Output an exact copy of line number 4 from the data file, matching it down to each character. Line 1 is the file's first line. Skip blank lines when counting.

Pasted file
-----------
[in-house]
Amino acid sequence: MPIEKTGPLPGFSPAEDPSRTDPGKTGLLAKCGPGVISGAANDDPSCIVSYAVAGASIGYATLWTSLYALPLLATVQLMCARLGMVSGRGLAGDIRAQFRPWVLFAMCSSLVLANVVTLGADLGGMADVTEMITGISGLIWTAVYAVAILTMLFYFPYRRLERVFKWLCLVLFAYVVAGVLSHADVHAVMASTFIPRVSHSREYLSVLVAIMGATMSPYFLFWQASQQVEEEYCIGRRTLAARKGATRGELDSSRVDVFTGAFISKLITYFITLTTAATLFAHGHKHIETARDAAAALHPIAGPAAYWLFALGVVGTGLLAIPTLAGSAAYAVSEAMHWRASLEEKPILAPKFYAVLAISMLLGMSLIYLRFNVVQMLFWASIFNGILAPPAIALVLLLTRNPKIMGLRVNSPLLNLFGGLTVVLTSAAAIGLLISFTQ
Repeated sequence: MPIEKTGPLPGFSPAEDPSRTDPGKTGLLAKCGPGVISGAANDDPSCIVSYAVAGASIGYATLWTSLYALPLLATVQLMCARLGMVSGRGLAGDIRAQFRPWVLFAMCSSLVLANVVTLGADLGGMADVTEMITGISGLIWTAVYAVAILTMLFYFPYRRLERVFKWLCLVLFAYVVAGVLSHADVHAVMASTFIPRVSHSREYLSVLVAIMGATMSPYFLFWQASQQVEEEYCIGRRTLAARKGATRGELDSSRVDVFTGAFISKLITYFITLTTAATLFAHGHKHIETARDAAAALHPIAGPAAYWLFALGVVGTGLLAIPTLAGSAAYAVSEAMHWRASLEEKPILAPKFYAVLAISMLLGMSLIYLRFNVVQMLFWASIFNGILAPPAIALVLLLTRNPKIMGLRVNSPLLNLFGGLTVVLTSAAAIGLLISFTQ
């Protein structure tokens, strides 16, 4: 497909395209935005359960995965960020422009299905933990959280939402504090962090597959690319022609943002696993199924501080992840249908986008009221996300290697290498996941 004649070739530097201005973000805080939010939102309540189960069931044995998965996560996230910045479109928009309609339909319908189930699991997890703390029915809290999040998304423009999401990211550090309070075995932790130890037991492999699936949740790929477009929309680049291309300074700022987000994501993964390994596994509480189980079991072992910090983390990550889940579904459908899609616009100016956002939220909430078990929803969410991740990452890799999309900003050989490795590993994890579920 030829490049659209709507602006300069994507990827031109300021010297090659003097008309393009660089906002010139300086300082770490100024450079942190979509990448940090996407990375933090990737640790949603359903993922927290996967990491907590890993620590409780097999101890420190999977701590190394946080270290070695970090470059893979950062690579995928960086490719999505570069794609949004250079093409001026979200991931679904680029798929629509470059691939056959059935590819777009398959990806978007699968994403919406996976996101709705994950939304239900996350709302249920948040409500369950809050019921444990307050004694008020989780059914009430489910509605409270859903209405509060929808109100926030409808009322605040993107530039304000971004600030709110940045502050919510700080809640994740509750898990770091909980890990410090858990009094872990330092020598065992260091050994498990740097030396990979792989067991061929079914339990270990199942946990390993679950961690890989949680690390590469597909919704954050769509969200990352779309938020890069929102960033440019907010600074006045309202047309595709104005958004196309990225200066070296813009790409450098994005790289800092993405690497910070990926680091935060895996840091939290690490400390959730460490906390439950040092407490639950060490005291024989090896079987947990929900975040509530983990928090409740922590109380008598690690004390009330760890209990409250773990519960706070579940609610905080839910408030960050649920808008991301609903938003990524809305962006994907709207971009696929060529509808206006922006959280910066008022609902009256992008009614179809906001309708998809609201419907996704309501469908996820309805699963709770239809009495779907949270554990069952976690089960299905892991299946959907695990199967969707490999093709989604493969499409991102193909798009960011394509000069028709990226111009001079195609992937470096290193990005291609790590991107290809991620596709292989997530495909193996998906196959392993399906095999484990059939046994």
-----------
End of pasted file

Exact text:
């Protein structure tokens, strides 16, 4: 497909395209935005359960995965960020422009299905933990959280939402504090962090597959690319022609943002696993199924501080992840249908986008009221996300290697290498996941 004649070739530097201005973000805080939010939102309540189960069931044995998965996560996230910045479109928009309609339909319908189930699991997890703390029915809290999040998304423009999401990211550090309070075995932790130890037991492999699936949740790929477009929309680049291309300074700022987000994501993964390994596994509480189980079991072992910090983390990550889940579904459908899609616009100016956002939220909430078990929803969410991740990452890799999309900003050989490795590993994890579920 030829490049659209709507602006300069994507990827031109300021010297090659003097008309393009660089906002010139300086300082770490100024450079942190979509990448940090996407990375933090990737640790949603359903993922927290996967990491907590890993620590409780097999101890420190999977701590190394946080270290070695970090470059893979950062690579995928960086490719999505570069794609949004250079093409001026979200991931679904680029798929629509470059691939056959059935590819777009398959990806978007699968994403919406996976996101709705994950939304239900996350709302249920948040409500369950809050019921444990307050004694008020989780059914009430489910509605409270859903209405509060929808109100926030409808009322605040993107530039304000971004600030709110940045502050919510700080809640994740509750898990770091909980890990410090858990009094872990330092020598065992260091050994498990740097030396990979792989067991061929079914339990270990199942946990390993679950961690890989949680690390590469597909919704954050769509969200990352779309938020890069929102960033440019907010600074006045309202047309595709104005958004196309990225200066070296813009790409450098994005790289800092993405690497910070990926680091935060895996840091939290690490400390959730460490906390439950040092407490639950060490005291024989090896079987947990929900975040509530983990928090409740922590109380008598690690004390009330760890209990409250773990519960706070579940609610905080839910408030960050649920808008991301609903938003990524809305962006994907709207971009696929060529509808206006922006959280910066008022609902009256992008009614179809906001309708998809609201419907996704309501469908996820309805699963709770239809009495779907949270554990069952976690089960299905892991299946959907695990199967969707490999093709989604493969499409991102193909798009960011394509000069028709990226111009001079195609992937470096290193990005291609790590991107290809991620596709292989997530495909193996998906196959392993399906095999484990059939046994």